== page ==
Archive | September 2015

T. Albert Field Family Photo Postcard

T. Albert Field and Carrie May Rich were married on 15 August 1892 in Durham, Maine. He was a watchmaker, she was a school teacher. The couple had 10 children, shown here:

Ithiel R. born about 1896

Ruth B. born about 1898

Eunice A. born about 1900

H. Elisabeth born about 1902

Olive B. born about 1904

Benjamin C. born about 1906

Hermon L. born about 1907

Cecil P. born about 1910

And finally Clarence T. and Clement R., twins who were born in 1914.

The family lived in Brunswick, Maine where their father worked at Field’s Jewelry Store as a watchmaker. In 1930, T. Albert was splitting his time between Brunswick and Kennebunk where he is listed in both censuses. By 1940, all of the children had left the family home and T. Albert and Carrie moved to 71 Main Street in Kennebunk, where he continued to work as a jeweler and Carrie ran the boarding house that they owned and lived in. Carrie died 1 Feb 1944. T. Albert died 10 August 1955 and is buried in Lunt Memorial Cemetery in Brunswick, Maine in the family plot with his parents, wife and two sons, Benjamin and Ithiel. Please contact me if you are part of the family and would like to have the picture!

*UPDATE* This picture has been reunited with the family! It has been sent to Cecil’s granddaughter! (Cecil is the one seated in the first row center). Happy Dance!

T. Albert Field Family photo

T. Albert Field Family verso

The Lady in the Locket

Clyde Pendleton

Clyde Pendleton circa 1917

locket button

locket button back

When my grandfather, Clyde Pendleton, died in 1965, a naval button that opened as a locket with a photograph of an attractive young woman was passed down to me. The woman in the photograph, however, is not my grandmother.  Who is the lady in the locket?  Throughout his life Clyde stuck to the story that the locket had been tossed to him from the sea by a dying sailor.  His wife of 32 years, Ella, did not dispute the story.

 locket open Lady in the Locket

Many of the stories that the seafaring Clyde told throughout his life should be taken with a grain of salt.  Tall and slender with black hair, Clyde took great delight in a well-played practical joke.  An electrician by trade, he once rigged up a box in a friend’s camp bathroom with the words “For Men Only” painted on the top.  Opening the box triggered an elaborate series of lights and bells that flashed and clanged throughout the small camp – undoubtedly causing much embarrassment to a curious woman.  Surely his brown eyes twinkled every time that box was opened.

Clyde and Oscar at Coney Island

Clyde (left) and future brother-in-law, Oscar Facteau at Coney Island

It turns out that Clyde had another wife who he divorced shortly after he joined the Navy at the start of America’s entrance into World War I.  Could the woman in the locket be Erma Isabella Young whom he married in 1911? His July, 1917 draft registration card indicates that he was married.  Since he did not marry his second wife, my grandmother, Ella until 1921, it is clear that he was still married to Erma when he entered the Navy in August of 1917.  However, wedded bliss was not in the cards for Clyde and Erma.  By December of 1917, the couple were in the midst of divorce.  Copies of several letters handwritten by Erma to the Navy are in Clyde’s naval record complaining that “he has left me and has not given me any support since Dec 3, 1917.  As he is trying to unwed me for an Other [sic].  I shall have to call on the Navy Dept for support under the Act Off [sic] Congress Approved Oct 6, 1917 with the allowence [sic] which the government will add.”  A subsequent letter from Clyde (apparently written by an attorney) to the Navy explained his actions:  “During the middle of December 1917 I caused an action to be brought in the County of Hancock, State of Maine against Erma B. Pendleton, praying for a divorce on the ground of improper and adulterous conduct. . . .At regular intervals of time I gave her a reasonable and suitable allowance of money . . . In that my wife has acquired adulterous propensities, refused to live at the domicile which I established and maintained for her, took therefrom a considerable proportion of the furniture and household appurtenances that were my separate and sole property, and appropriated the same to her own use and comfort, I have, acting under the advice of counsel, refused to longer support or contribute to her support.”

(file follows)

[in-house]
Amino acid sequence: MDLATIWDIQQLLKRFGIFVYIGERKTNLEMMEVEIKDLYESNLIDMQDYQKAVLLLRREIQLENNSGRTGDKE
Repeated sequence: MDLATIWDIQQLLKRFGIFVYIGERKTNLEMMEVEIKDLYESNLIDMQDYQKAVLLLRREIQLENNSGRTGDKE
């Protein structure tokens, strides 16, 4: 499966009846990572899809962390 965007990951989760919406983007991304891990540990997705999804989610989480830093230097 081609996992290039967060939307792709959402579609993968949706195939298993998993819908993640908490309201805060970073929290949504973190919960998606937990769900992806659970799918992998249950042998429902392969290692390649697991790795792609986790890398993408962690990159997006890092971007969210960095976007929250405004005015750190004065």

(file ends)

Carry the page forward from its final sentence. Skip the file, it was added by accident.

It is a possibility that the photograph could be the adulterous Erma, but since it appears that they had a nasty divorce the question arises, why would Clyde keep a picture of her for the rest of his life?  And why would Clyde’s second wife approve of him keeping the locket?  Clyde served his entire naval career on the troop transport ship, the USS America. On one ocean crossing, the ship was involved in an accident during a storm with another ship in its convoy, the USS Instructor.  The bow of the Instructor was severed and the ship sank in less than 10 minutes.  Thirty-one men lost their lives – perhaps the locket really was tossed from the sea by a dying sailor.  The mystery remains.

USS America

USS America